Court Rules Mail-In Voting Unconstitutional in PA

Orlowski Designs LLC/shutterstock.com

As you well know, election integrity and voting rights have been a topic of major discussion in our nation’s capital of late. But it’s not just in Washington DC where people are considering the ins and outs of current election laws.

In Pennsylvania, for instance, the existence of universal mail-in voting has been of much concern, with a recent Commonwealth Court filing made declaring the use of mail-in voting as unconstitutional in the state.

As with many states, universal mail-in voting was widely used in the state during the 2020 presidential election. In fact, according to WPMT, over one-third of all votes cast in Pennsylvania did so via mail.

The problem, of course, came after the election, when numerous discrepancies in voting numbers, registered voters, and so on began filing in. and so, the integrity of our elections and, therefore, the use of more mail-in ballots began to be questioned.

Now, the fact remains that mail-in ballots in and of themselves are not fraudulent. However, as they are seemingly sent from someone’s home and not seen in person being filled out by an election worker who can verify the voter’s ID, the possibility for fraud is increased greatly.

And so, their continued use in the state of Pennsylvania, at least without reason, is being questioned.

Democrats in the state, naturally, are all for their use. They say the reason is that universal mail-in voting was made legal, without explanation, back in 2019 and to go back on that now is simply ridiculous.

Now, to some extent, that is true.

Back in 2019, Republicans in Pennsylvania were trying to eliminate what is known as straight-ticket voting, which allows residents to choose a party at the beginning of their time at the polls, and the electronic software will automatically put a checkmark next to every candidate for that particular party in every category.

But to get such a bill passed, the GOP would need to concede something to make something of a compromise. What they ended up choosing were universal mail-in ballots.

And so Act 77 was agreed upon and passed, making straight-ticket voting illegal and universal mail-in ballots sent out everywhere. Democratic Governor Tom Wolf praised the move, saying that mail-in ballots used statewide would make their election “more safe, secure, and accessible” for all state residents.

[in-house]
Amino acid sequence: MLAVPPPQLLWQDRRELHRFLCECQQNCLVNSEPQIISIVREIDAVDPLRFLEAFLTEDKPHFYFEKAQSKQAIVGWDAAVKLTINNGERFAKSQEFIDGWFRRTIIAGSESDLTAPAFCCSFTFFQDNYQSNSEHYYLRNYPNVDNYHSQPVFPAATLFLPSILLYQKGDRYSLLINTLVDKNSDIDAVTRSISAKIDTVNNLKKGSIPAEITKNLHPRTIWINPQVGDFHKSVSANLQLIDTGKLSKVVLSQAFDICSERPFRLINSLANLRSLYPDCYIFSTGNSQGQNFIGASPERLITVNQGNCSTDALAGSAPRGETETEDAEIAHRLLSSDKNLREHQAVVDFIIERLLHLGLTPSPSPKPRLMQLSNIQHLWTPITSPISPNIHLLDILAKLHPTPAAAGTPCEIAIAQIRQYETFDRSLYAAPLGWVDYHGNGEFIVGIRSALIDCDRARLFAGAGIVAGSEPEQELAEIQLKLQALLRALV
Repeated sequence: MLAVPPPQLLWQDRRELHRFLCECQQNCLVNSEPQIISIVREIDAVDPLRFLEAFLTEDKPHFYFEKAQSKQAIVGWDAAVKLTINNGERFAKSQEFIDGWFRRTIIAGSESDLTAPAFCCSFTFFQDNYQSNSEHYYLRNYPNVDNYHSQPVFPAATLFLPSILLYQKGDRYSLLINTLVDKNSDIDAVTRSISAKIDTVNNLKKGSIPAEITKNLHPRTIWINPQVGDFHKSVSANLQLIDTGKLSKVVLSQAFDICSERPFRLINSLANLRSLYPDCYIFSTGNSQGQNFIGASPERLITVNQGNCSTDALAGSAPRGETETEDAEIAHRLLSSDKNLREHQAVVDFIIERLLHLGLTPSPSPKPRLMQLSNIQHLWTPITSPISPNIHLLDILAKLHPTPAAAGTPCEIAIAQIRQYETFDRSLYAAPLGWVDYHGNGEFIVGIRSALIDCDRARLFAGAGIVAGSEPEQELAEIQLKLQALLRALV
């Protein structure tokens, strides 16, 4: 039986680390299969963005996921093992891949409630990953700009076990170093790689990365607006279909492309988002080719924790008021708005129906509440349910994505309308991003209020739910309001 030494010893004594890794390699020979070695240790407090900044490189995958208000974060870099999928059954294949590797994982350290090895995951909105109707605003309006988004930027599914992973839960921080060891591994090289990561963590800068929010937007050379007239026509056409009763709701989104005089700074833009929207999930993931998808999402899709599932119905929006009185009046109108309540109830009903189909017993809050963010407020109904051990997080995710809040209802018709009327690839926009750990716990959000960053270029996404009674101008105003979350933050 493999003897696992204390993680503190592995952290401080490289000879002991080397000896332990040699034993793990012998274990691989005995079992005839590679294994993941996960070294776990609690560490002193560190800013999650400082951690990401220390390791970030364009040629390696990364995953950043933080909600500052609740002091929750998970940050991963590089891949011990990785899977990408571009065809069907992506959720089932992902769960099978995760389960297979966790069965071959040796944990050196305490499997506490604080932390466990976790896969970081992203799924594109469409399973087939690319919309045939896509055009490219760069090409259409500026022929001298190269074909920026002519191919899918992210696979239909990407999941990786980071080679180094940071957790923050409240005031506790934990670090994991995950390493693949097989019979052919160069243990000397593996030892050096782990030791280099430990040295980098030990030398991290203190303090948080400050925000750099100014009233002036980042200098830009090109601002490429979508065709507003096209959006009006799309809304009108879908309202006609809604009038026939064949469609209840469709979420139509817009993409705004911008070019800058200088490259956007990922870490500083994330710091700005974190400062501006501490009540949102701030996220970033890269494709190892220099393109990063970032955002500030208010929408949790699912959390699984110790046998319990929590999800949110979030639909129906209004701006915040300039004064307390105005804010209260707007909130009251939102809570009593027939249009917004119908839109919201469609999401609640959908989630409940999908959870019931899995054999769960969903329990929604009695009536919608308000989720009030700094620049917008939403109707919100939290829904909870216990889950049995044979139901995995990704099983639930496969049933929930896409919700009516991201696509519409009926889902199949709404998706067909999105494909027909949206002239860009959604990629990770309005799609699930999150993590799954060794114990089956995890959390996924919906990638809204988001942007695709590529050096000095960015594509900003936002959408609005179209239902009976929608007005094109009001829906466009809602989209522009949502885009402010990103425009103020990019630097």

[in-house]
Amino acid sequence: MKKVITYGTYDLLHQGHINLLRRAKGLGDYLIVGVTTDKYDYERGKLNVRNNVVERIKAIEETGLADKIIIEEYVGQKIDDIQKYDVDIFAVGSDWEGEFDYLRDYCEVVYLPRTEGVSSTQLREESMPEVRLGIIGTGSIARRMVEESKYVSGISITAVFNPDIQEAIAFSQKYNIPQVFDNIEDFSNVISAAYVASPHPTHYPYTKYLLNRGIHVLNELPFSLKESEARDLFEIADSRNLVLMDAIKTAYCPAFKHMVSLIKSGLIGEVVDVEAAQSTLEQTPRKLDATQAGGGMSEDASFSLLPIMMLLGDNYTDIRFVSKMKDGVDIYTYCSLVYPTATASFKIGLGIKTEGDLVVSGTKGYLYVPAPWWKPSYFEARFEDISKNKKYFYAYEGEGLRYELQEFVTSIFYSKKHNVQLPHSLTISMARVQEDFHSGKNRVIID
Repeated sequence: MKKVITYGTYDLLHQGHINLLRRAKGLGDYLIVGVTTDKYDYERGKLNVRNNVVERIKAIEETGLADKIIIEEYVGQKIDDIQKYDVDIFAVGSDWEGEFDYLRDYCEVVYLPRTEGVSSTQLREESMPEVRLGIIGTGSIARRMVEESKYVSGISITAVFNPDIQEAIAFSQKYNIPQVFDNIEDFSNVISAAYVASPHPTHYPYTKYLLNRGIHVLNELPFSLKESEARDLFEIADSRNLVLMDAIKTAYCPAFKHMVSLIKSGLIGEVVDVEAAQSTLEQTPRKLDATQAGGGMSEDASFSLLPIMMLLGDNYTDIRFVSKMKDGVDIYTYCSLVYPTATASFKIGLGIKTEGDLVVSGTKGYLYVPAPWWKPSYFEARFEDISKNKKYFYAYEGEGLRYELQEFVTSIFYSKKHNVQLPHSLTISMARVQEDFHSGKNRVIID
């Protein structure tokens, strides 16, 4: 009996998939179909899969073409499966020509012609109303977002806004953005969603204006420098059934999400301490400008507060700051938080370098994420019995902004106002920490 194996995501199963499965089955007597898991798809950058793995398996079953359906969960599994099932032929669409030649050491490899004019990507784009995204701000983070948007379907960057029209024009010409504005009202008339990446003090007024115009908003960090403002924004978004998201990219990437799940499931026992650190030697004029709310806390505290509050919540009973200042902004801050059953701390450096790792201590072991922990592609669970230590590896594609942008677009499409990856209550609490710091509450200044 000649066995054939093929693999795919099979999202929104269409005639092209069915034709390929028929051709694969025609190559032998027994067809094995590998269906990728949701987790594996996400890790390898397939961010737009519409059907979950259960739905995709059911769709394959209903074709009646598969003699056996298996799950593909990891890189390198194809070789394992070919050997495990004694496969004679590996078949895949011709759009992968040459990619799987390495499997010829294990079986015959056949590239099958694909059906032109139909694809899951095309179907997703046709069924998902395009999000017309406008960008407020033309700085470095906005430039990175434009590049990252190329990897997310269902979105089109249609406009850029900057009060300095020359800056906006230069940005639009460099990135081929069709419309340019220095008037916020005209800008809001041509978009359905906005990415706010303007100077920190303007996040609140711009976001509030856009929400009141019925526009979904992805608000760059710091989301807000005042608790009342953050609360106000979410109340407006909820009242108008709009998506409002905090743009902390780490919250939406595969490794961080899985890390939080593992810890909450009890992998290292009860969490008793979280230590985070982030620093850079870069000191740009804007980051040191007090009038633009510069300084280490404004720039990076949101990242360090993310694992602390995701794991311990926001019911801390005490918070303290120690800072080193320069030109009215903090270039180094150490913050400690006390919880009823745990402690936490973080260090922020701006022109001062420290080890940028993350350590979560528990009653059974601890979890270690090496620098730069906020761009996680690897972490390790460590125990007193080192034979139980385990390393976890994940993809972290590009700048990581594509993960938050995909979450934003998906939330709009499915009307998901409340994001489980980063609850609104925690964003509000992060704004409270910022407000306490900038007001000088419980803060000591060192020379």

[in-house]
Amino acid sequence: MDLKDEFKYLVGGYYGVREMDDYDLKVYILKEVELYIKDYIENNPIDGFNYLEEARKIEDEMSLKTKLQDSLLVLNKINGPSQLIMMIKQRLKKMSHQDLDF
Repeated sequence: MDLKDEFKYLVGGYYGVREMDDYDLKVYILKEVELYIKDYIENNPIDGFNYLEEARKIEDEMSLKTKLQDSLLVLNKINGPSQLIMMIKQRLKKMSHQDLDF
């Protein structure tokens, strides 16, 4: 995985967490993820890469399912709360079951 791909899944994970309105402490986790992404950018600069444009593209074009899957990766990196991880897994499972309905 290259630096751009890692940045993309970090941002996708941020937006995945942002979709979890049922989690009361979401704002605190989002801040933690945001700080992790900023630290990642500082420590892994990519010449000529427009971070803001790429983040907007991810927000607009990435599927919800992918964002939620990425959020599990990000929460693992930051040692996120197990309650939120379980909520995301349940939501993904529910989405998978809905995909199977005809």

But then came the elections of 2020, as I described earlier, bringing with it numerous allegations of fraud due to mail-in voting.

Republicans in the state, who never really liked the process to begin but agreed on it for the sake of being bipartisan, realized that a major mistake had been made. And one that needed to be corrected post haste.

And so they began the process of getting the Act repealed…

The reason for such was only made more evident by the fact that the state’s constitution specifically says that absentee or mail-in voters need to have a reason for casting a ballot in such a way.

And it is for this latter reason that the Commonwealth Court and its President Judge Mary Hannah Leavitt made note that universal mail-in voting in the state as it stands right now is, in fact, illegal.

Per Article VII, Section 1 of the constitution, voting must be done in person at the polls unless an individual qualifies for absentee voting. This means that sending out ballots to each and every voter is unconstitutional.

Now, this doesn’t mean the law can’t be changed. As Leavitt points out, amendments can be made to the law, which voters in the state would have to approve of.

She wrote, “a constitutional amendment must be presented to the people and adopted into our fundamental law before legislation allowing no-excuse mail-in coting can be ‘place upon our statute books.’”

She also noted that should such an amendment be put before the state’s residents, it is likely to be approved. However, that hasn’t happened yet. And so, until then, mail-in voting, as it took place in 2020, will be banned.

The bad news for Democrats is that amending the state’s constitution is pretty much impossible to achieve before the 2022 midterms, in which a massive red wave is expected. In fact, it may not be easy to do even before the 2024 presidential election.